One of the most difficult decisions faced by many farmers arises when the family diverges in some way, be it geographically after purchasing multiple farms, operationally or more commonly when the family tree has diverged.

Splitting the business often results in two very strong operations that benefit from one another’s support and close working.

The process

Valuation and mediation

The first step is to review all of the farming assets and to obtain a professional valuation. The valuation will then be discussed in detail between the owners with the aim of achieving a fair outcome for all. This part is difficult and generally requires an impartial advisor, alongside tax and legal advice, to mediate the discussion.

Sometimes the assets on both sides of a natural split are fair, for example, Farm A and Farm B, geographically split with their own farmhouse, are worth approximately the same and have roughly the same farmed areas or trading value. All sides need to come out the other side feeling like they had a good deal, or at least no worse than the other side.


Whether your business is a partnership or a limited company there are mechanisms, tax reliefs and HM Revenue & Customs (HMRC) clearances that can minimise any tax cost.

Generally the parties exchange interests in assets of equal value. For example, if two fields are owned 50% each by two individuals, they will want to achieve a situation where both fully own one field.

The process of giving up assets is a disposal for Capital Gains Tax purposes. Reliefs are available to minimise the Capital Gains Tax due where two joint owners swap ownership to achieve sole ownership of parts of the original shared farm. Where more than two joint owners are involved, the tax system is less straightforward.

Practical considerations

  • During the valuation and mediation stage, there may be specific assets that have development potential and ‘hope value’. An overage clause may be appropriate to share this potential gain. One side may ask for a right of first refusal if the “other” land is sold.
  • Crops, livestock and machinery also need to be valued and factored into the negotiations.
  • One of the farmers will need to set up a new business, needing a new bank account, new VAT registration, new payroll, new accounting system, herd records, dealing with the RPA etc. New contracts may need to be put in place for milk, etc.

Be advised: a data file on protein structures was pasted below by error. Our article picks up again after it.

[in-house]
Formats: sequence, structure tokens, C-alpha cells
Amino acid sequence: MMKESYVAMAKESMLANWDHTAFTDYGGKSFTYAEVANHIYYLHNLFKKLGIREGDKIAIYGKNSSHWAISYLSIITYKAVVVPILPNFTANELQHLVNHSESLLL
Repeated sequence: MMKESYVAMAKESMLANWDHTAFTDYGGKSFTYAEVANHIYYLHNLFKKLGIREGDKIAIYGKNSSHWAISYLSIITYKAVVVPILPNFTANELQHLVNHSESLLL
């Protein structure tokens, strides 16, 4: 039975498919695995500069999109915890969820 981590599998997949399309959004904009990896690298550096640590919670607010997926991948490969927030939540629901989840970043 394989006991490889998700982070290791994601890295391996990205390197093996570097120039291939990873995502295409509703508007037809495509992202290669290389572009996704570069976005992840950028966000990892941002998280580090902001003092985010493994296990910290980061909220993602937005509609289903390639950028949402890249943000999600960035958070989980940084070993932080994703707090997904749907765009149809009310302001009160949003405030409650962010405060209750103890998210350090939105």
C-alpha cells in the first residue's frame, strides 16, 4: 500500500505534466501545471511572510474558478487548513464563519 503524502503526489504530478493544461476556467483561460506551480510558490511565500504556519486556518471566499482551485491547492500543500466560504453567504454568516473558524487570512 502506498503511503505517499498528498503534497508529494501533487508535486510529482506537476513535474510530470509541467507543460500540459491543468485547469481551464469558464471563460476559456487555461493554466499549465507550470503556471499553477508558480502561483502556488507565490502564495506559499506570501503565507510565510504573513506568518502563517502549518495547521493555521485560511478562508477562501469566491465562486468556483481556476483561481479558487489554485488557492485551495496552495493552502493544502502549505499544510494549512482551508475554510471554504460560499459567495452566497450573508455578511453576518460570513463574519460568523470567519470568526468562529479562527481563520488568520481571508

• New buildings may be needed, or an agreement to share in the short term (e.g. grain storage). Similarly, farm equipment and labour may need to be shared.
  • Do you have the necessary skills on your “side”? Training, support and mentoring may be needed.
  • The process can span a number of years depending on the complexity of the farm. It can be expensive!
  • Family relationships may become strained, before hopefully improving under the new regime.
  • Careful business plans and cash flow projections are needed. Can both businesses thrive separately?
  • What will happen to debt? Is one side prepared to take more debt with more assets to balance? Or does something need to be sold to clear debt? Security given to lenders will likely need to be adjusted.
  • What happens to any tenancies? Are reviews and changes needed?
  • The Income Tax, Capital Gains Tax and Inheritance Tax position of each new business, its owners, and the various assets need to be considered. Inheritance Tax reliefs, particularly Agricultural Property Relief and Business Property Relief need to be considered carefully, buildings and farmhouses need careful thought.

This list is far from exhaustive. Dividing any farm is unique and complex. As leading farming and rural accountants, we have a breadth of experience to draw on, to help us work with the chosen solicitor, valuer and banker to achieve the best outcome for all. We would welcome the opportunity to talk to you about your specific circumstances.

 If you have a query please contact your usual contact at Ellacotts. or 01536 646000.


Information for readers: This material is published for the information of clients. It provides only an overview of the regulations in force at the date of publication, and no action should be taken without consulting the detailed legislation or seeking professional advice. Therefore no responsibility for loss occasioned by any person acting or refraining from action as a result of the material can be accepted by the authors or the firm.